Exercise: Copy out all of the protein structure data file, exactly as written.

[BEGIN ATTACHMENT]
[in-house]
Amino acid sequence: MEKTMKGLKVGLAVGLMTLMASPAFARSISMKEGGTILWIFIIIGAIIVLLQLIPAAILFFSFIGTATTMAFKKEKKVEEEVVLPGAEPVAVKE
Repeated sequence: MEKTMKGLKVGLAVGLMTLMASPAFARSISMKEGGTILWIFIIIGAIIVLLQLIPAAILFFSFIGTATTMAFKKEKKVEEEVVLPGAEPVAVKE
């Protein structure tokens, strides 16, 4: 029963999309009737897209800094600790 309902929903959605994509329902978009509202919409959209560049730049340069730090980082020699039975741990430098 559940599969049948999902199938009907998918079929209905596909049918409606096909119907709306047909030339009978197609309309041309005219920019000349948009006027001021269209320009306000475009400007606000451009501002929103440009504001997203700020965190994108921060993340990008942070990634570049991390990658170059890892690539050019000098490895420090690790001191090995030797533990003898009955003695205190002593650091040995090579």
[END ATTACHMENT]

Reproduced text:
[in-house]
Amino acid sequence: MEKTMKGLKVGLAVGLMTLMASPAFARSISMKEGGTILWIFIIIGAIIVLLQLIPAAILFFSFIGTATTMAFKKEKKVEEEVVLPGAEPVAVKE
Repeated sequence: MEKTMKGLKVGLAVGLMTLMASPAFARSISMKEGGTILWIFIIIGAIIVLLQLIPAAILFFSFIGTATTMAFKKEKKVEEEVVLPGAEPVAVKE
């Protein structure tokens, strides 16, 4: 029963999309009737897209800094600790 309902929903959605994509329902978009509202919409959209560049730049340069730090980082020699039975741990430098 559940599969049948999902199938009907998918079929209905596909049918409606096909119907709306047909030339009978197609309309041309005219920019000349948009006027001021269209320009306000475009400007606000451009501002929103440009504001997203700020965190994108921060993340990008942070990634570049991390990658170059890892690539050019000098490895420090690790001191090995030797533990003898009955003695205190002593650091040995090579």